However, I looked at my pictures, and then at the entry for Deadly Nightshade (a.k.a. Atropa Belladonna) on Wikipedia, and the flowers and the berries look a little bit different than this poisonous plant.

It turns out that this plant is actually Bittersweet Nightshade (a.k.a. Solanum Dulcamara), which is in the same family as belladonna, but not nearly as poisonous. I still wouldn't eat it. In fact, it's an invasive plant in this area, so I should probably have ripped it out, but the berries and flowers are so cute! Of course, I had to read about it on wikipedia for another half-hour...

Anyway, I have a few reasons to be interested in nightshade, one of which is that the Deadly Nightshade sleeves I knit a couple of months ago are based on that plant. Another is that nightshade is in the same family as tomatoes, potatoes, peppers, and eggplants. The main toxin in bittersweet nightshade is solanine, which is present in small amounts in all of these, I think, especially potatoes that have been exposed to light for too long.

I'm fairly allergic to eggplants. When I eat enough of them, I get a stomach ache and a sore throat, and it feels like my airways are closing up, which, according to ehow, means I should go to the emergency room when I have a reaction. I'm not sure if it's the solanine in eggplant that makes me sick, but I've never had any problems with other members of the Solanum genus.

So this lead me to research eggplant allergies, which are apparently very rare, and this lead me to this article talking about a study performed in India on a guy who was allergic to eggplant... and then I got bored, played Mah Jong for a while and fell asleep.

Thursday, August 5, 2010

My first Stitch 'n Pitch

Last week, I went to my first Stitch 'n Pitch. To those of you unfamiliar with the concept, this is where a bunch of knitters (and crocheters, I suppose, though I didn't see any there) go to a baseball game and knit. And watch the game... sorta. I went with a few of my knitting group friends, and it ended up being a lot of fun, even though I don't have a lot of interest in baseball. The Toronto Blue Jays played the Baltimore Orioles and won 8 to 2.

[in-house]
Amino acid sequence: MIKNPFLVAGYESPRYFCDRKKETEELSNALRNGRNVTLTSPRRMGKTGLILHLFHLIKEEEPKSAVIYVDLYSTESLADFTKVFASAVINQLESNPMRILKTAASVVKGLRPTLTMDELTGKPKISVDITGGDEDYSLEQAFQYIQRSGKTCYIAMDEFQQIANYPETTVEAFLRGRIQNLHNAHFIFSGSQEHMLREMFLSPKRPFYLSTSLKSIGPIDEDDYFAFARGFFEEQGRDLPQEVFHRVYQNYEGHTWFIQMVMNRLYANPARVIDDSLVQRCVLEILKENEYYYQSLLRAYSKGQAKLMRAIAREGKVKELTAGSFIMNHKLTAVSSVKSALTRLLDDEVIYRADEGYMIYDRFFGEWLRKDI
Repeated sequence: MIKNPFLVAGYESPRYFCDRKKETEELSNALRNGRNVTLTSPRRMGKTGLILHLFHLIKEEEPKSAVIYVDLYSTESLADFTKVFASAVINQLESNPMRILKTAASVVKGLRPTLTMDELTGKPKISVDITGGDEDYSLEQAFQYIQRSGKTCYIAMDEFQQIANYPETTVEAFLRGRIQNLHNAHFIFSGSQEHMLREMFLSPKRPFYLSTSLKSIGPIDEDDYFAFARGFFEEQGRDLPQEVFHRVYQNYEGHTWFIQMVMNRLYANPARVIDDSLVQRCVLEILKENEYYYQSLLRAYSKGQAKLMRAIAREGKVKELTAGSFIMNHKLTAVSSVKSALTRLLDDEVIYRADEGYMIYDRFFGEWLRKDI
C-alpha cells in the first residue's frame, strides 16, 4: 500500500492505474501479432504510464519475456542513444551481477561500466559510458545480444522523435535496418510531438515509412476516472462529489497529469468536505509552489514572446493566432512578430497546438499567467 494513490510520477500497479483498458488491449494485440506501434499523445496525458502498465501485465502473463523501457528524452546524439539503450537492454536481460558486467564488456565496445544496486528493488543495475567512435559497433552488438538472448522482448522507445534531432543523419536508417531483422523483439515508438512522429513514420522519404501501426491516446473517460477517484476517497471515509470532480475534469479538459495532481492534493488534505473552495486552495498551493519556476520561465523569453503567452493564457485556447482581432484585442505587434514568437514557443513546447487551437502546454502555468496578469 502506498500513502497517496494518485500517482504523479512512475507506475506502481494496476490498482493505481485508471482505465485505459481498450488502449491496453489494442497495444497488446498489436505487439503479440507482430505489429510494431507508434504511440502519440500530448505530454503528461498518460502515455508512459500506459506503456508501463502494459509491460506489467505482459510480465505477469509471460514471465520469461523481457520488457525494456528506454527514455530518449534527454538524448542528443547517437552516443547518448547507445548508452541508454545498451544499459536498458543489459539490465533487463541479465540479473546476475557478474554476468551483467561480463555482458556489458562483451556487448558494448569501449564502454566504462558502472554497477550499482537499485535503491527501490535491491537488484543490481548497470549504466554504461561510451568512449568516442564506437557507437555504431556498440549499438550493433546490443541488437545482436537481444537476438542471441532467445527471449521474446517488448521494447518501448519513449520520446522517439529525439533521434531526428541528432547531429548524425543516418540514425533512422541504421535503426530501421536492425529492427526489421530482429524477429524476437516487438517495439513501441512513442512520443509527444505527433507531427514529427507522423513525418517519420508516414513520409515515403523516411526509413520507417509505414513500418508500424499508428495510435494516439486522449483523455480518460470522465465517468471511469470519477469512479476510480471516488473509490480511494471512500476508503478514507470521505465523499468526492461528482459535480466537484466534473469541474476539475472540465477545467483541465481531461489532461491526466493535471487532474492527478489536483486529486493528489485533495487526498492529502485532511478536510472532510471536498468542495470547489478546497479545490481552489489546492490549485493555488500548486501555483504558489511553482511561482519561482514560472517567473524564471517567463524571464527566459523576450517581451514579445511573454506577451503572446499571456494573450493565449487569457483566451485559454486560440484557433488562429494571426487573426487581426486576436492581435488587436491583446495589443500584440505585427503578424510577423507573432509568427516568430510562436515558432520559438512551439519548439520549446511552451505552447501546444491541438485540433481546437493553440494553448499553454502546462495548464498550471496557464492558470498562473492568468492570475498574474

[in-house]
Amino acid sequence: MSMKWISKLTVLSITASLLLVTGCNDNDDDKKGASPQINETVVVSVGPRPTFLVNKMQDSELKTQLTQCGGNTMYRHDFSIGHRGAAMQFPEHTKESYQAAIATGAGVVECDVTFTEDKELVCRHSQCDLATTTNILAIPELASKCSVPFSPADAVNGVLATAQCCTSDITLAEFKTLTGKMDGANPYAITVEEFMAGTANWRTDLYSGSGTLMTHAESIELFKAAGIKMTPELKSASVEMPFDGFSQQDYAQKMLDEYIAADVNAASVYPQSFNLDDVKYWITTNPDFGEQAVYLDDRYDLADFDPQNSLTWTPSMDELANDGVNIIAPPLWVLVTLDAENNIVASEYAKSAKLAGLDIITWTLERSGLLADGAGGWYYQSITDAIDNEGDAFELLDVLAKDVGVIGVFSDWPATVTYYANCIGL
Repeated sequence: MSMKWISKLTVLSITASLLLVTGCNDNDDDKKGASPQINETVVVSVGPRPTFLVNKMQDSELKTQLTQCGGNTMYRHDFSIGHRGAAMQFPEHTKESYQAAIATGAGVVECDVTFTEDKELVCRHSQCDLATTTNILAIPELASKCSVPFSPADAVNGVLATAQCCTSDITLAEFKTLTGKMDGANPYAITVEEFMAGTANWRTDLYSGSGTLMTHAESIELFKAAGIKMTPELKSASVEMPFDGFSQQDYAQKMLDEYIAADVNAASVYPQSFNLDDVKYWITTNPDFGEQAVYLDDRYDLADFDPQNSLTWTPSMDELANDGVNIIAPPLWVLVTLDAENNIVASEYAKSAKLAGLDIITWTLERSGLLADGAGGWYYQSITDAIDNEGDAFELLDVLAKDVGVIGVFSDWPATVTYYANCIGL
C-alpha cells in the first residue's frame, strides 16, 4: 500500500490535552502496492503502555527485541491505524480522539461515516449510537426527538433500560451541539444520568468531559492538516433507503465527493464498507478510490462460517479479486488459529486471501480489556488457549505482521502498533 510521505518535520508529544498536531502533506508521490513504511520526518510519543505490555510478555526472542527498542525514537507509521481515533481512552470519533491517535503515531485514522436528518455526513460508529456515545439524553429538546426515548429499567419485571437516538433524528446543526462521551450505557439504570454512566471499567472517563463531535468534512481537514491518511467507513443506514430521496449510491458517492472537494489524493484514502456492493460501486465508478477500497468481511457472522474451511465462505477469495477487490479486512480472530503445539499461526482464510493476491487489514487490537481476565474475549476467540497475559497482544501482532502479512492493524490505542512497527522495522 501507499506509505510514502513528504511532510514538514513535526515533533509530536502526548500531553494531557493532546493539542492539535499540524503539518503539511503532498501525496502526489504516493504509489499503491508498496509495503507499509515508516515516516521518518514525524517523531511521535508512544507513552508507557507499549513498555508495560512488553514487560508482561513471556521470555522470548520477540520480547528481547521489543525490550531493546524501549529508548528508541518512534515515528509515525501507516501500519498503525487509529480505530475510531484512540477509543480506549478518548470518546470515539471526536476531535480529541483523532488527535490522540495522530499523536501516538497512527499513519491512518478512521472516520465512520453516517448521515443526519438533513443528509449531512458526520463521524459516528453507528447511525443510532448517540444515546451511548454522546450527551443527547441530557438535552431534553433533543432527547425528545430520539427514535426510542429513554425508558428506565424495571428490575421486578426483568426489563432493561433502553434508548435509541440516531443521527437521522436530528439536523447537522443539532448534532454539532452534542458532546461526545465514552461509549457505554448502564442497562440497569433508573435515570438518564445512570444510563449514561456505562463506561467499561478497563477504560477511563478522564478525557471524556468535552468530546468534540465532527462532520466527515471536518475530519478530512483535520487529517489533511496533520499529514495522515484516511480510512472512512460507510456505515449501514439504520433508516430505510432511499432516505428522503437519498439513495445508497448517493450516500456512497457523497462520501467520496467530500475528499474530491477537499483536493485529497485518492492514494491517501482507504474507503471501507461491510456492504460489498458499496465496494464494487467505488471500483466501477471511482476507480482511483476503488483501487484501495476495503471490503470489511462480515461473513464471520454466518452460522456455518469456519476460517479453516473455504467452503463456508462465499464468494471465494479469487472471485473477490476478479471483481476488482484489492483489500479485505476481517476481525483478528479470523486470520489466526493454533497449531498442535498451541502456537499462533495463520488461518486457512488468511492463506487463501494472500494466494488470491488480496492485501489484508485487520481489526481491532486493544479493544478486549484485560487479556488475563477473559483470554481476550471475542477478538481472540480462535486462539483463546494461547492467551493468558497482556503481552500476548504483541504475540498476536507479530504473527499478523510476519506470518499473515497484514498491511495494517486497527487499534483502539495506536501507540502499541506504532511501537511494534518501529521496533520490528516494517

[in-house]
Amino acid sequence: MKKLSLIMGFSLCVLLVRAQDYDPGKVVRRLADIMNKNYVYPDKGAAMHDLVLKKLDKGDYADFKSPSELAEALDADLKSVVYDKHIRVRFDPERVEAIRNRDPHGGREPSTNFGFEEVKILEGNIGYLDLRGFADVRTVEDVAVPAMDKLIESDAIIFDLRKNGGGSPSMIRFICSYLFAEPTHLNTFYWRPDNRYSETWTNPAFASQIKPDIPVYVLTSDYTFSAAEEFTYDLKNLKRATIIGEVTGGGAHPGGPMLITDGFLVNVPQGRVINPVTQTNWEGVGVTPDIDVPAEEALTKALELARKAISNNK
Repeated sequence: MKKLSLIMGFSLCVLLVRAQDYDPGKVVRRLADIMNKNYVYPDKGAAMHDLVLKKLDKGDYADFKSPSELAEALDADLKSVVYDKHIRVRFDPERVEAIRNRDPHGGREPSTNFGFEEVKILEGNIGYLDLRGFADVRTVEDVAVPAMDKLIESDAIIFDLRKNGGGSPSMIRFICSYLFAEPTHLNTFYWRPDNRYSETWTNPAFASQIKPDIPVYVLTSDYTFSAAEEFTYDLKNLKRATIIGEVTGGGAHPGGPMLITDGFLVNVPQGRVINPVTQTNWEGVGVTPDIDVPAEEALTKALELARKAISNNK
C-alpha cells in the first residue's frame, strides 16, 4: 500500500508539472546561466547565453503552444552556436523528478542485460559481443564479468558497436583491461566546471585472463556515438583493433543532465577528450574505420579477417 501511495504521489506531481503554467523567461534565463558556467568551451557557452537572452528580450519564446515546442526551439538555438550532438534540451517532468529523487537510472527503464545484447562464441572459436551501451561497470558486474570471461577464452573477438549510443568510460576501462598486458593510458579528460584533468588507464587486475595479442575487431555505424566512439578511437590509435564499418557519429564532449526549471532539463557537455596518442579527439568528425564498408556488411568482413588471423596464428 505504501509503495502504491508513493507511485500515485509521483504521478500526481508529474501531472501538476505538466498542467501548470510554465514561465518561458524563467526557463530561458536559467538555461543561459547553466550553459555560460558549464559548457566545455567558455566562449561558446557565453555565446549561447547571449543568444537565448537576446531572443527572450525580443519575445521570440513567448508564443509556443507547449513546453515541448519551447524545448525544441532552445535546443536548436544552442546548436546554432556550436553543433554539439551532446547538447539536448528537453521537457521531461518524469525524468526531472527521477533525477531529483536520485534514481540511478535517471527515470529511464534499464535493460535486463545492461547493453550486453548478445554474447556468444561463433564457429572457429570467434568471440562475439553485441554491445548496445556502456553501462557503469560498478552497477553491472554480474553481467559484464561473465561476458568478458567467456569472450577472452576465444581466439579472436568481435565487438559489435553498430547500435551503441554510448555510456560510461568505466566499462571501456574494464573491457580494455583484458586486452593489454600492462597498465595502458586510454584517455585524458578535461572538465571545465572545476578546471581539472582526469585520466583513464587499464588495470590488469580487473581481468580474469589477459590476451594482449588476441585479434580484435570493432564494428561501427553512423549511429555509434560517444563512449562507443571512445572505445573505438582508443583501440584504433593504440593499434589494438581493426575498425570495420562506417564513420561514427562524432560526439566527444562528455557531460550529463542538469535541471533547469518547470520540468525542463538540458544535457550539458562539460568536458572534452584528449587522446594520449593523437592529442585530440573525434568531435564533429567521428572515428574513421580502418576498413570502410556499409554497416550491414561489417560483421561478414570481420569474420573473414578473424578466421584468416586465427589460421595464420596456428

Here we are in the crowd (I'm in the middle of the third row with the light purple t-shirt):

It wasn't very full besides the knitters...

But we did have very good seats.

And got a lot of knitting done (that's E's fish hat).

I worked a bit on the second sleeve of my cabled sweater (almost done! almost done!), and started a pretty lacy scarf using that beautiful skein of Dye-Version bamboo sport I got at the Purple purl ages ago. It's the Twin-Leaf Beaded Scarf pattern by Jeanne Giles, and I have to admit that knitting with beads is pretty annoying at first, but really cool once you get used to it.

I have some more knitted baby stuff to post, but I think it'll have to wait until after I've given them to the intended recipients so as not to spoil the surprise.

Sunday, August 1, 2010

The Post-Qual Slump

I believe I am experiencing what they call the post-qual slump (as extensively documented by PhD comics). I have come to this conclusion because all I have been able to do over the last few days is read blogs (Hyperbole and a half is super rad) and pop bubble wrap, sometimes with my toes because I'm too lazy to actually hold the bubble wrap. Wow... I'm sad.

Hopefully I'll post something interesting soon... you know, when I'm less lazy.